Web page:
The Greatest Anthem is Not Being Played at the World Cup

Thirty-two proud countries are strutting their soccer stars at World Cup 2018, hosted by Russia.  A riveting feature of the pre-match aura is each team's national anthem and the robust pride it engenders amongst players and rambunctious fans.  No one is ignominiously taking a knee.  No player is sulking in the locker room.  Instead, everyone is relishing his nation's sovereignty and cultural treasures as if he were wearing the colors of Shangri La itself.

The soccer players line up smartly, often overwrought with passion as their patriotic paeans permeate the stadium.  Sometimes more exhilarating than the subsequent action on the pitch, it's just compelling to observe their unbridled loyalty to their homelands.  Nevertheless, the greatest national anthem is not resonating at the World Cup – the U.S. didn't qualify.

Disconcertingly, some of our athletes abdicate patriotism in favor of misguided messages about social injustice.  They disrespect our national anthem, disparage the presidency, disdain White House celebrations, and dishonor our national symbols.  It's all dissonant, considering that our country is so sensitive and responsive to minority demands.  Though social utopia remains elusive, our poor enjoy more creature comforts than much of the world.  For example, recent estimates indicate that those at the poverty line in the U.S. would be in the top 13 percent of income-earners in the world.  We've instituted many costly programs to help our downtrodden help themselves.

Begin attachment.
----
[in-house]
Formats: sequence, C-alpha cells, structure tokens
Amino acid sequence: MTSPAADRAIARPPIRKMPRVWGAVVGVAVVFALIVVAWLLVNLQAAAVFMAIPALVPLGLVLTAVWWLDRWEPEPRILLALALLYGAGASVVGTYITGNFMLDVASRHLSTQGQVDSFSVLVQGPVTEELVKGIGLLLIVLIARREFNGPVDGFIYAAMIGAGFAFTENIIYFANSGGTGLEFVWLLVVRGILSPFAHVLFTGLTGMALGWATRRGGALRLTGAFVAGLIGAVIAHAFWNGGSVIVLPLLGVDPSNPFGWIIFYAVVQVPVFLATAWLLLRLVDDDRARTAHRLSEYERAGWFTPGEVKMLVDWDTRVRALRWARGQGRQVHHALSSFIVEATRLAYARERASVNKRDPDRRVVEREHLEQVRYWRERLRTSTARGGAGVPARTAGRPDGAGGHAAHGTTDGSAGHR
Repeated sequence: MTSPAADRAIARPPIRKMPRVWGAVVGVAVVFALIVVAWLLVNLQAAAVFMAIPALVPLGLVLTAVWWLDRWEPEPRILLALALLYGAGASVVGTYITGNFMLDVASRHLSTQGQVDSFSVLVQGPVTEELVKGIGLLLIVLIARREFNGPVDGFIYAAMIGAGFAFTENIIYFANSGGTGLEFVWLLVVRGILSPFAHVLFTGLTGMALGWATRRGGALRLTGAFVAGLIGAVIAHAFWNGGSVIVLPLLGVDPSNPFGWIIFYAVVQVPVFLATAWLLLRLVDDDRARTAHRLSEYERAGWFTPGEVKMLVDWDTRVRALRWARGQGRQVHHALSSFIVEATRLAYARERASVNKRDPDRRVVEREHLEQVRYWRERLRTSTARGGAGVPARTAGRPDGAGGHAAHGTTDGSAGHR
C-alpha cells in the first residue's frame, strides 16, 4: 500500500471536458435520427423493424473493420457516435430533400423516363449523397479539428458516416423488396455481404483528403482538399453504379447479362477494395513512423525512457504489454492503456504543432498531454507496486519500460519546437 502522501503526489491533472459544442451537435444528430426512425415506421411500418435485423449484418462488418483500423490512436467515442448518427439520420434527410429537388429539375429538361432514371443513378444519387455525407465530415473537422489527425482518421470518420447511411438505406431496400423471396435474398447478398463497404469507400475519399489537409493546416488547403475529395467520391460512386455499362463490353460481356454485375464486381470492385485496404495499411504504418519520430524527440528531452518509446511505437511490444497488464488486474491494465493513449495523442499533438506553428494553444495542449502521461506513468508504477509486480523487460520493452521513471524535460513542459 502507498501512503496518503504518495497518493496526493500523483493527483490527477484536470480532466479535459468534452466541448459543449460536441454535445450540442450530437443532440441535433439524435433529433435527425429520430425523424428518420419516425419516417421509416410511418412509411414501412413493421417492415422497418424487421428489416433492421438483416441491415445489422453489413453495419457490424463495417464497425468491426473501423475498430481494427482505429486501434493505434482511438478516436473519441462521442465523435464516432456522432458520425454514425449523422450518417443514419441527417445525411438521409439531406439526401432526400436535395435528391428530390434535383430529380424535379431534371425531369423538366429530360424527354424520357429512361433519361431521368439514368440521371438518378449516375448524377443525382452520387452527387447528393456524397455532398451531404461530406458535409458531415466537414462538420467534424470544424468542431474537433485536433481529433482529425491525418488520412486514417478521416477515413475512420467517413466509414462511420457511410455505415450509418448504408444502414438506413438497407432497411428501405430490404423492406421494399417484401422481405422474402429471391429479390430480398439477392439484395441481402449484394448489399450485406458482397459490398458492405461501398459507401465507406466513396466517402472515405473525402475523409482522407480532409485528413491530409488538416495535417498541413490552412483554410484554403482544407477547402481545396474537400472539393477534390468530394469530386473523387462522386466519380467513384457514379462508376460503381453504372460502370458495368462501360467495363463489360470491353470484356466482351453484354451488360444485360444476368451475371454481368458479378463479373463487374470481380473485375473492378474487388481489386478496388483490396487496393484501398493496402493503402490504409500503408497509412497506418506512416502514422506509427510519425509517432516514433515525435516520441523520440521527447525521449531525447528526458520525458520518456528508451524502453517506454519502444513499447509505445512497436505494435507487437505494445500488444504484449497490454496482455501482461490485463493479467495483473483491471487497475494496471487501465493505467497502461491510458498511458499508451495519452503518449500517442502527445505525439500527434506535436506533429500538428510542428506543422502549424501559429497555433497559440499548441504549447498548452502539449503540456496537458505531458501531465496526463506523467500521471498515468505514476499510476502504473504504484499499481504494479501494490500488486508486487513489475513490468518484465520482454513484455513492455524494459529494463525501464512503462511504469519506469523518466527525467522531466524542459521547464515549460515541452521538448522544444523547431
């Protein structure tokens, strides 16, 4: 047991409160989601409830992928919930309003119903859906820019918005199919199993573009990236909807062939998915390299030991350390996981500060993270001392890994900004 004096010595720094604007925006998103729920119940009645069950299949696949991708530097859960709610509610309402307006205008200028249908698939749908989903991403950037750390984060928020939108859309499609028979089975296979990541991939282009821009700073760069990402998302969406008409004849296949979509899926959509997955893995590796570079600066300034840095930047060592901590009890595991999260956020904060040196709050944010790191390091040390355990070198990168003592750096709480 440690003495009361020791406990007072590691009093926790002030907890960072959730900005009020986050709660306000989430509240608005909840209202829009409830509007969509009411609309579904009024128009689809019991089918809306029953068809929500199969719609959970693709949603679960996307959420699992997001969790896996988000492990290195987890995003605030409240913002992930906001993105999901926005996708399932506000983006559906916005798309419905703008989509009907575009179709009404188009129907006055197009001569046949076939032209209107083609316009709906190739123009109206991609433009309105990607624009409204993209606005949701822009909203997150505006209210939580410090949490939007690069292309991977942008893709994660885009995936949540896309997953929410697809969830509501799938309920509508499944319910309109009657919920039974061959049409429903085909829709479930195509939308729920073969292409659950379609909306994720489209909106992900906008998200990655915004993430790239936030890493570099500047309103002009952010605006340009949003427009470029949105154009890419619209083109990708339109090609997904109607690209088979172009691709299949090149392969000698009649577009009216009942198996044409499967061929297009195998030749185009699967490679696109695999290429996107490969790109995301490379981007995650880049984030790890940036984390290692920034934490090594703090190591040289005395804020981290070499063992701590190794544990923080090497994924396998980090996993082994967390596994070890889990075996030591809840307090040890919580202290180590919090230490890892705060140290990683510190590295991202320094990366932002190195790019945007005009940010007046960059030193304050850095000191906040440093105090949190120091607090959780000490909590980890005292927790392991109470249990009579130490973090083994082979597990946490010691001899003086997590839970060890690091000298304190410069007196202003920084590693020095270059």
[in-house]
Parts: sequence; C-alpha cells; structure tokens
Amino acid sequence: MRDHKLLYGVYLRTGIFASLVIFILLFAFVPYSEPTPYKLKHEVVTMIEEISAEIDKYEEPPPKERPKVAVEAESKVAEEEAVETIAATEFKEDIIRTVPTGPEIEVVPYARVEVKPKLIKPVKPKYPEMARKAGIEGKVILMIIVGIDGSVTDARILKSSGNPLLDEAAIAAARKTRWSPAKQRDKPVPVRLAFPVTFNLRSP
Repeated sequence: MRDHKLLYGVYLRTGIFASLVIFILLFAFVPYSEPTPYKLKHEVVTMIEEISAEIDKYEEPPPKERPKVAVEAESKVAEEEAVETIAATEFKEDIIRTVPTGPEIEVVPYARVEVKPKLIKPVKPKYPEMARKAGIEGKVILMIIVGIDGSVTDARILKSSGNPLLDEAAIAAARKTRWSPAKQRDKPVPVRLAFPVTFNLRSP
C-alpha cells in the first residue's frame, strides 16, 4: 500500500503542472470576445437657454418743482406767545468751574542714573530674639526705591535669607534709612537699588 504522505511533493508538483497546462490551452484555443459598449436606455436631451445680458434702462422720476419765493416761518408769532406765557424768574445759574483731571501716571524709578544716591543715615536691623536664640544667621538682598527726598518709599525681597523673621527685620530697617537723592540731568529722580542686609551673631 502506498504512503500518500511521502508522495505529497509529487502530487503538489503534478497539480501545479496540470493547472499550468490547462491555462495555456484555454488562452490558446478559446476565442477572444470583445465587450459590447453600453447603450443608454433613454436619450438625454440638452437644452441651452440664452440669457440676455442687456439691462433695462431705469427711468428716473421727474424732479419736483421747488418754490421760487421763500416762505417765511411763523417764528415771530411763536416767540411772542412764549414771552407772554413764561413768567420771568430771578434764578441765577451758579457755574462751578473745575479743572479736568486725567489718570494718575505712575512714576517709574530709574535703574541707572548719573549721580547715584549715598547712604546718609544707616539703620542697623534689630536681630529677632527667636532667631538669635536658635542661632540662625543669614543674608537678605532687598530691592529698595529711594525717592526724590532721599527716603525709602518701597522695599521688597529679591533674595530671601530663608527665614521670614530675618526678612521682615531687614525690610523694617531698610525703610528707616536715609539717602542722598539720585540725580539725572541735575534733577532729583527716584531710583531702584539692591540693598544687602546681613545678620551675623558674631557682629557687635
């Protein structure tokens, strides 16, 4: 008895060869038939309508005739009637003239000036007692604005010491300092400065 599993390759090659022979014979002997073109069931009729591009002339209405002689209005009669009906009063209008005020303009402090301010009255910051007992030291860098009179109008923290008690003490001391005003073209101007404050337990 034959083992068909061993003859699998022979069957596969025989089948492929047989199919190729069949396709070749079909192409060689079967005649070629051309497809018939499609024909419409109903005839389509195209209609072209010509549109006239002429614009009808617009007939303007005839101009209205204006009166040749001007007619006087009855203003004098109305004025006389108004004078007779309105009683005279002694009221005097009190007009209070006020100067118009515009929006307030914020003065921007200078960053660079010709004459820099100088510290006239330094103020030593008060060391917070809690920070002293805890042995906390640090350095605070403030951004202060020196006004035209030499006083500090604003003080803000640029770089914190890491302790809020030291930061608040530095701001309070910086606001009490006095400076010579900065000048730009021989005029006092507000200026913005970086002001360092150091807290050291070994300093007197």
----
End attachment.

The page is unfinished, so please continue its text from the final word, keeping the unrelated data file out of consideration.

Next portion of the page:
We want everyone to enjoy the fruits of their labor, especially since so many Americans are work martyrs.  Vestiges of American privilege are mostly derived from hard work; fortunately, our minorities are benefiting immensely as they experience historically low unemployment rates.  Food stamp recipients are far fewer than under abominable Obama, and Social Security disability claims have fallen dramatically.  That's worth singing about in the sports cauldron, not fretting about in the locker room.

Indubitably, freedom of speech is part of our First Amendment.  One may have the right, but it doesn't make one right.  President Trump is even encouraging athletes-cum-social warriors to channel their protestations toward productive purposes.  Bring him details of potential judicial injustice, that he may proactively pursue pardon powers to pacify their righteous indignation.

Michael Bennet, a defensive end with the Philadelphia Eagles (recently transferred from the Seattle Seahawks) and a notorious NFL kneeler, seems to be coming around.  He recently said, "We don't have to take a knee.  We just have to work in our communities."  Hear, hear!

As he begins, he might study evidence produced by Peter Kirsanow of the U.S. Commission on Civil Rights.  Based on data from the Department of Justice, Kirsanow, also a minority, shows that black Americans are not disproportionately targeted by police.  Tough they are killed more frequently by cops (more often by black cops), it is far less than the data would predict based on crime rates.  This is not to diminish sincere feelings of wrongdoing – only to add some perspective, given the vast number of interactions police have in their challenging communities.